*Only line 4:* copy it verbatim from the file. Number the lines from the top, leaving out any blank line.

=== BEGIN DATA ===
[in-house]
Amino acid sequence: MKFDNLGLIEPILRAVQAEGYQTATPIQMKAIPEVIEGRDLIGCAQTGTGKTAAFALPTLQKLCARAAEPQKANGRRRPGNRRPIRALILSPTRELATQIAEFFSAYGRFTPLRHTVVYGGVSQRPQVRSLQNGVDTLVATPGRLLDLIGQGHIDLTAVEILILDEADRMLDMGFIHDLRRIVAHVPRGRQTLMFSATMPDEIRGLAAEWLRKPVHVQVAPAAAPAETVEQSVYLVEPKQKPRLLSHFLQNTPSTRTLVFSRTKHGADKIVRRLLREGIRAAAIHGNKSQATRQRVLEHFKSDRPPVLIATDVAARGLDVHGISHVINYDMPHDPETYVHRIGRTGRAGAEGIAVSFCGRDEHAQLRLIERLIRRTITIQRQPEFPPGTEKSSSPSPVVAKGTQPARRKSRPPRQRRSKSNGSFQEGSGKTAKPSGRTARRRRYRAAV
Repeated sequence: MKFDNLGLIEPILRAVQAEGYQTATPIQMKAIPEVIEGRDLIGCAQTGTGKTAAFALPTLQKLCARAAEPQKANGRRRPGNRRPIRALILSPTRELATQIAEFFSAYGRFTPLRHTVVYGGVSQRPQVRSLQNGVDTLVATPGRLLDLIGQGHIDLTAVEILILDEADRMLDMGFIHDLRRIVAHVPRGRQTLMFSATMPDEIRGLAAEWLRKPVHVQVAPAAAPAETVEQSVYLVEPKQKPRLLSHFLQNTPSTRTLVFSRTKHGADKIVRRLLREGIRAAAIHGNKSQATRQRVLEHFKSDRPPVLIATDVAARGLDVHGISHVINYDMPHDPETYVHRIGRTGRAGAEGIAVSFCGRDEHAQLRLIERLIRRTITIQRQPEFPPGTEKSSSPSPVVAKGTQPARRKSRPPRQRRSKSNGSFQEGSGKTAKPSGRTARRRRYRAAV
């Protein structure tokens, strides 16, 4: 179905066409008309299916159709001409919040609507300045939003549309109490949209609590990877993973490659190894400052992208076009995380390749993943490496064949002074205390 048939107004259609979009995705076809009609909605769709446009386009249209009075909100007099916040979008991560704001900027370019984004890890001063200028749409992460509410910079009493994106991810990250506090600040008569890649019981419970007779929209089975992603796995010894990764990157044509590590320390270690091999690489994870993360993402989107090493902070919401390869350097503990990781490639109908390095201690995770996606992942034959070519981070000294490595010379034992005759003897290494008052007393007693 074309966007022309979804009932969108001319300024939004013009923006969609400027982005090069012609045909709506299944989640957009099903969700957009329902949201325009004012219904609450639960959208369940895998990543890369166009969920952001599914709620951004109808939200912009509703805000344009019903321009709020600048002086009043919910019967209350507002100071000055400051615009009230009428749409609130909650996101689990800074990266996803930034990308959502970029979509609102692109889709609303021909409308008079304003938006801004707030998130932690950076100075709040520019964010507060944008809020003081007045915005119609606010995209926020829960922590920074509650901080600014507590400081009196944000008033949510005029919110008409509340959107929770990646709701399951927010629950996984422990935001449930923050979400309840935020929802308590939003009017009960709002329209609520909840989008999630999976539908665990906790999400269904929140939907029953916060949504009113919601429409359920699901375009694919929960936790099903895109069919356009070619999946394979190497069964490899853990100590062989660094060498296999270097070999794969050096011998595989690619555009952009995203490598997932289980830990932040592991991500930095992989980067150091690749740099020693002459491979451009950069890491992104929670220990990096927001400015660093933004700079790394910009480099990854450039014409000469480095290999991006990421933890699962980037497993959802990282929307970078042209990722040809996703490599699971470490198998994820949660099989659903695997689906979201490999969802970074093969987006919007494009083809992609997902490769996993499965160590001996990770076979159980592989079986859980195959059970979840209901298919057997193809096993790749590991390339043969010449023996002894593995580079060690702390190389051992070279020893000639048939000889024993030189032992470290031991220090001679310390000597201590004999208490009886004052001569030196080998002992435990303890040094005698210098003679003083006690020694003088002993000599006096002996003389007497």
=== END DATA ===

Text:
């Protein structure tokens, strides 16, 4: 179905066409008309299916159709001409919040609507300045939003549309109490949209609590990877993973490659190894400052992208076009995380390749993943490496064949002074205390 048939107004259609979009995705076809009609909605769709446009386009249209009075909100007099916040979008991560704001900027370019984004890890001063200028749409992460509410910079009493994106991810990250506090600040008569890649019981419970007779929209089975992603796995010894990764990157044509590590320390270690091999690489994870993360993402989107090493902070919401390869350097503990990781490639109908390095201690995770996606992942034959070519981070000294490595010379034992005759003897290494008052007393007693 074309966007022309979804009932969108001319300024939004013009923006969609400027982005090069012609045909709506299944989640957009099903969700957009329902949201325009004012219904609450639960959208369940895998990543890369166009969920952001599914709620951004109808939200912009509703805000344009019903321009709020600048002086009043919910019967209350507002100071000055400051615009009230009428749409609130909650996101689990800074990266996803930034990308959502970029979509609102692109889709609303021909409308008079304003938006801004707030998130932690950076100075709040520019964010507060944008809020003081007045915005119609606010995209926020829960922590920074509650901080600014507590400081009196944000008033949510005029919110008409509340959107929770990646709701399951927010629950996984422990935001449930923050979400309840935020929802308590939003009017009960709002329209609520909840989008999630999976539908665990906790999400269904929140939907029953916060949504009113919601429409359920699901375009694919929960936790099903895109069919356009070619999946394979190497069964490899853990100590062989660094060498296999270097070999794969050096011998595989690619555009952009995203490598997932289980830990932040592991991500930095992989980067150091690749740099020693002459491979451009950069890491992104929670220990990096927001400015660093933004700079790394910009480099990854450039014409000469480095290999991006990421933890699962980037497993959802990282929307970078042209990722040809996703490599699971470490198998994820949660099989659903695997689906979201490999969802970074093969987006919007494009083809992609997902490769996993499965160590001996990770076979159980592989079986859980195959059970979840209901298919057997193809096993790749590991390339043969010449023996002894593995580079060690702390190389051992070279020893000639048939000889024993030189032992470290031991220090001679310390000597201590004999208490009886004052001569030196080998002992435990303890040094005698210098003679003083006690020694003088002993000599006096002996003389007497």